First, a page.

John Deere announces mass layoffs in Midwest amid production shift to Mexico

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John Deere, the world’s largest seller of tractors and crop harvesters, has announced another wave of layoffs Friday, telling around 610 production staff at plants in Illinois and Iowa that they will be out of a job by the end of the summer, according to reports.  

The company is slashing around 280 workers from a plant in East Moline, Illinois, while another 230 employees are being let go at a factory in Davenport, Iowa. About 100 production employees at the company’s Dubuque, Iowa, plant will also be impacted. All layoffs are said to be effective from Aug. 30, per a press release cited by several outlets. 

According to the release, the layoffs are being made due to reduced demand for John Deere’s products from those factories.

The company says it generated $10.166 billion in profits last year.


“We can confirm Deere leadership recently communicated that rising operational costs and declining market demand requires enterprise-wide changes in how work gets done to achieve our goals and best position the company for the future,” the statement reads.

Workers are to be offered Supplemental Unemployment Benefit (SUB) which will cover about 95% of their weekly net pay for up to 26 weeks, depending on their years of service. They are also being given profit-sharing options and health benefits. 

Deere, known for its iconic green and yellow colors and jumping deer logo, is one of America’s oldest companies, having been established in 1837, nearly 25 years before the start of the Civil War.

Earlier this month, Deere announced it is moving the manufacturing of skid steer loaders and compact track loaders from its Dubuque facility to Mexico by the end of 2026.

The company said the decision was due to it evolving its business model and to address rising manufacturing costs and improve operational efficiencies.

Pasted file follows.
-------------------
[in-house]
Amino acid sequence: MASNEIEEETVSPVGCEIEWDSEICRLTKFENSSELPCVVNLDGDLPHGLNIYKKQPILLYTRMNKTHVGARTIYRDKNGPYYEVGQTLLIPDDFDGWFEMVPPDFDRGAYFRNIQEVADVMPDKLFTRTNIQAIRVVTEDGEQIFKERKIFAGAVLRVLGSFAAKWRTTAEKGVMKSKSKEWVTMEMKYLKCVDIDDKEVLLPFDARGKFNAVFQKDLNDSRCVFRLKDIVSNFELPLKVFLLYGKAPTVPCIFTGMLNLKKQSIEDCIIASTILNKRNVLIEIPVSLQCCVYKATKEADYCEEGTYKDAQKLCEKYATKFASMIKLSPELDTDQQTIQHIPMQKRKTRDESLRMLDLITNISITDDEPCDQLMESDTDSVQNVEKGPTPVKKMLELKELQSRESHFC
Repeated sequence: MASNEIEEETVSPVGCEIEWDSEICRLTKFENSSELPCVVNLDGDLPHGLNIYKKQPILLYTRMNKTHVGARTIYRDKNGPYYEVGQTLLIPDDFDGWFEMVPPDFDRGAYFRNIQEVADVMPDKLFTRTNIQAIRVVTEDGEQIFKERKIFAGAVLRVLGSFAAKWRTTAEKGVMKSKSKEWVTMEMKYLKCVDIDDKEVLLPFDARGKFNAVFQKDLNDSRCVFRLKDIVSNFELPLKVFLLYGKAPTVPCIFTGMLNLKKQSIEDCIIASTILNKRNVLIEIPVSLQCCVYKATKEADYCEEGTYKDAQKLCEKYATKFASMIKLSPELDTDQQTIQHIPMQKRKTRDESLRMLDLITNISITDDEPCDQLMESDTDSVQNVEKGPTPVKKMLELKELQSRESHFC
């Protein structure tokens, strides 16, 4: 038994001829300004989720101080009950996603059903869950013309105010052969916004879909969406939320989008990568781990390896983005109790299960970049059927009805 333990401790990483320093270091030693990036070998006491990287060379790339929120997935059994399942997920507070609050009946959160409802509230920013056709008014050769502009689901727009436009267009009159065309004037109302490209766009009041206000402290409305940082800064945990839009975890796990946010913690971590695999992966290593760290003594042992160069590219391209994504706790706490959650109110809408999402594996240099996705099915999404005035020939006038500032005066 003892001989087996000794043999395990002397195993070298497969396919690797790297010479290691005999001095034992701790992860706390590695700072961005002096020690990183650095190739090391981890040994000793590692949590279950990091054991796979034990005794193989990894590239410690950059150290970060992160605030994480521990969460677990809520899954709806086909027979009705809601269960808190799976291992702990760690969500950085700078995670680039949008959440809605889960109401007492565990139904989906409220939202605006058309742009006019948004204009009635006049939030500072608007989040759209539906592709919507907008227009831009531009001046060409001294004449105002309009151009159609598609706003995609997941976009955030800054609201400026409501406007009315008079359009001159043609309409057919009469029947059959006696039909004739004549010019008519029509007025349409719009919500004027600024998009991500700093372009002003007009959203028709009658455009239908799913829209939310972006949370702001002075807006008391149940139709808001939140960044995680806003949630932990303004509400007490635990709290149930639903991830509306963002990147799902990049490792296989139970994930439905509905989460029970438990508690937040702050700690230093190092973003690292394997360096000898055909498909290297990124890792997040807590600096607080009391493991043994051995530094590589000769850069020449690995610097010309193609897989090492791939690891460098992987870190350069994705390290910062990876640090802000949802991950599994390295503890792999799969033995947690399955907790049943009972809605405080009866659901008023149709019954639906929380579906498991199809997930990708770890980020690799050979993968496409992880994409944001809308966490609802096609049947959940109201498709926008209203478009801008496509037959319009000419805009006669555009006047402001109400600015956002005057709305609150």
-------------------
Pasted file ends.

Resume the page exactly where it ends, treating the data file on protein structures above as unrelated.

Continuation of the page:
“This includes optimizing our factories for future products, making our operations more efficient and taking advantage of locations in the U.S. and globally, with a growing labor force,” a statement from the company reads. 

In October, John Deere announced its first wave of 225 layoffs at its Harvester Works plant in East Moline. Another 34 production employees were laid off in May at its Moline Cylinder Works factory, while in March, company officials announced that they would lay off 150 more workers at a plant in Ankeny, Iowa, where sprayers and cotton pickers are made.

About 500 employees have been let go at its Waterloo plant in Iowa, per WQAD.


One longtime John Deere worker at the Harvester Works plant in East Moline, blamed the latest announcement on greed.

“We get wind of more layoffs daily, it seems, and it’s causing uncertainty all over,” said the worker, who wished to remain anonymous. “The only reason for Deere to do this is greed.”

Deere & Co’s market capitalization stood around $102.81 billion as of Friday evening. In mid-May, the company said it had generated $27.42 billion in net sales and revenues over the first two quarters of the year. Its net income for the same timeframe was $4.121 billion.

The company recently trimmed its annual profit forecast for the second time and projected steeper declines in sales of large agricultural equipment. 

Lower crop prices are leaving agricultural equipment sellers with an excess of unsold tractors and combines, leading some to offer discounts and suspend new orders.

The Department of Agriculture has also forecast farm income would slide 25.5% to $116.1 billion this year from 2023.

The news of layoffs comes amid a report on Wednesday that John Deere CEO John May has put his 80-acre horse farm property up for sale. Its asking price has been set at $3.925 million, according to its listing.

Reuters contributed to this report.

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